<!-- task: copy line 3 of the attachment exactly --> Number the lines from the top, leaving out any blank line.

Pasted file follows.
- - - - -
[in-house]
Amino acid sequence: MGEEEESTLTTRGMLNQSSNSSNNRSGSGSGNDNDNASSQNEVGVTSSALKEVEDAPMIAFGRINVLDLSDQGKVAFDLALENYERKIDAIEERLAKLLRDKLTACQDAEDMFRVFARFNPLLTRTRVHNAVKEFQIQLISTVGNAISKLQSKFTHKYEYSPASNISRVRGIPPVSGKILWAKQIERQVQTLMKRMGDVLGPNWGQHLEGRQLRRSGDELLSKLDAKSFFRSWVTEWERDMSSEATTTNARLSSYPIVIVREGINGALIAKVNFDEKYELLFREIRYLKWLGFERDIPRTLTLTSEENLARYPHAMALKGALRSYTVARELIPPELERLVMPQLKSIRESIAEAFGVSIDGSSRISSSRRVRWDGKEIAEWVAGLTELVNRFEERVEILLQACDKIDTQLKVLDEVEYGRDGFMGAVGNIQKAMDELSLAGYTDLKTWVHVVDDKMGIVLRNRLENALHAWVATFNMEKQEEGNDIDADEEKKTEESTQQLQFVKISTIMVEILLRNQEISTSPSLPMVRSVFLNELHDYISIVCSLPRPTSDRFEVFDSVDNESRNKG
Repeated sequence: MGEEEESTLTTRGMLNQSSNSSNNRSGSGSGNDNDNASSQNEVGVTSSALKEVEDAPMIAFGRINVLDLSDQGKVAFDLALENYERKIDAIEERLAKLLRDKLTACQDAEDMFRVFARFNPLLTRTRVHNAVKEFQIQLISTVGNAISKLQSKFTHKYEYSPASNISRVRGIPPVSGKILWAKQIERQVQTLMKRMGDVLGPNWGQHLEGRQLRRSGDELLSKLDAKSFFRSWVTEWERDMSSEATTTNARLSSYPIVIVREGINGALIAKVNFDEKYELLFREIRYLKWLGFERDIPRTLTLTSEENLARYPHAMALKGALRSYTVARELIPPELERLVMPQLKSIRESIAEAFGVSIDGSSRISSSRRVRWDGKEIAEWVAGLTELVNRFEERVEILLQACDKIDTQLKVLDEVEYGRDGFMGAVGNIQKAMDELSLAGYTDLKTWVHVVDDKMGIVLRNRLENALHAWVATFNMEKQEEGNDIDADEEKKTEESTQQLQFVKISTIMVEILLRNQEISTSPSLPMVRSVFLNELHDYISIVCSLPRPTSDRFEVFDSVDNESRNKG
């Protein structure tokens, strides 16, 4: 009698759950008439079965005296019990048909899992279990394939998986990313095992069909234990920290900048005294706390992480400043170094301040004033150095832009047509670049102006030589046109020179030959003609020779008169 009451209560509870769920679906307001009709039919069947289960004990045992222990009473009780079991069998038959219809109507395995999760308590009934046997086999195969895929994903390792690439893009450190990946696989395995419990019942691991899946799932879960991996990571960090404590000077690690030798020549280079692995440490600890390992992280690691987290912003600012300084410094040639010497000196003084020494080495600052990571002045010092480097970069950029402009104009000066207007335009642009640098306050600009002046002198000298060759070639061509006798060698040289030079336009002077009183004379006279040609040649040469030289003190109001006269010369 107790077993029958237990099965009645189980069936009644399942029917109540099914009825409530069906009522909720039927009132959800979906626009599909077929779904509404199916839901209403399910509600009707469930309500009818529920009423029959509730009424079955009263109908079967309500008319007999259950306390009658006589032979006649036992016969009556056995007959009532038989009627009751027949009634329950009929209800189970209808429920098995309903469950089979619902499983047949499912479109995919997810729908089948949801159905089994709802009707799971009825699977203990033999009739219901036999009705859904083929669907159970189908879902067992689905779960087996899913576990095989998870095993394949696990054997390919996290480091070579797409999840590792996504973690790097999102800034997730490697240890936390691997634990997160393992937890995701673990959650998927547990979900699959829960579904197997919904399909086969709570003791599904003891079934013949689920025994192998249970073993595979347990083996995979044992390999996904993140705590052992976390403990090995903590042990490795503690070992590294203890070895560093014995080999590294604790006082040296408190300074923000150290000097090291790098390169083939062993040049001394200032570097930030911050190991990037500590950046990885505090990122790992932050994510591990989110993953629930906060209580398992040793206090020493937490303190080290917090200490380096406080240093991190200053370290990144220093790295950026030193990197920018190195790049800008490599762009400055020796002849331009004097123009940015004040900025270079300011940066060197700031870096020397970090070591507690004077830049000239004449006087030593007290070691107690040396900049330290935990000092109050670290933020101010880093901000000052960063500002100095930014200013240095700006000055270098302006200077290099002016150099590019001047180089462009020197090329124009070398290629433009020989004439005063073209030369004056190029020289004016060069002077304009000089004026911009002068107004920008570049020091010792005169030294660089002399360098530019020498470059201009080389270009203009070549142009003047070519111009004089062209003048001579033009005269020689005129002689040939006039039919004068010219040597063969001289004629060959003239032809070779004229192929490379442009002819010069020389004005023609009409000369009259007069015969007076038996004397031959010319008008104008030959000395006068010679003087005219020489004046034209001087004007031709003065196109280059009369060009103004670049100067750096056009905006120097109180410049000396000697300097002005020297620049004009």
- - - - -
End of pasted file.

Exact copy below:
Repeated sequence: MGEEEESTLTTRGMLNQSSNSSNNRSGSGSGNDNDNASSQNEVGVTSSALKEVEDAPMIAFGRINVLDLSDQGKVAFDLALENYERKIDAIEERLAKLLRDKLTACQDAEDMFRVFARFNPLLTRTRVHNAVKEFQIQLISTVGNAISKLQSKFTHKYEYSPASNISRVRGIPPVSGKILWAKQIERQVQTLMKRMGDVLGPNWGQHLEGRQLRRSGDELLSKLDAKSFFRSWVTEWERDMSSEATTTNARLSSYPIVIVREGINGALIAKVNFDEKYELLFREIRYLKWLGFERDIPRTLTLTSEENLARYPHAMALKGALRSYTVARELIPPELERLVMPQLKSIRESIAEAFGVSIDGSSRISSSRRVRWDGKEIAEWVAGLTELVNRFEERVEILLQACDKIDTQLKVLDEVEYGRDGFMGAVGNIQKAMDELSLAGYTDLKTWVHVVDDKMGIVLRNRLENALHAWVATFNMEKQEEGNDIDADEEKKTEESTQQLQFVKISTIMVEILLRNQEISTSPSLPMVRSVFLNELHDYISIVCSLPRPTSDRFEVFDSVDNESRNKG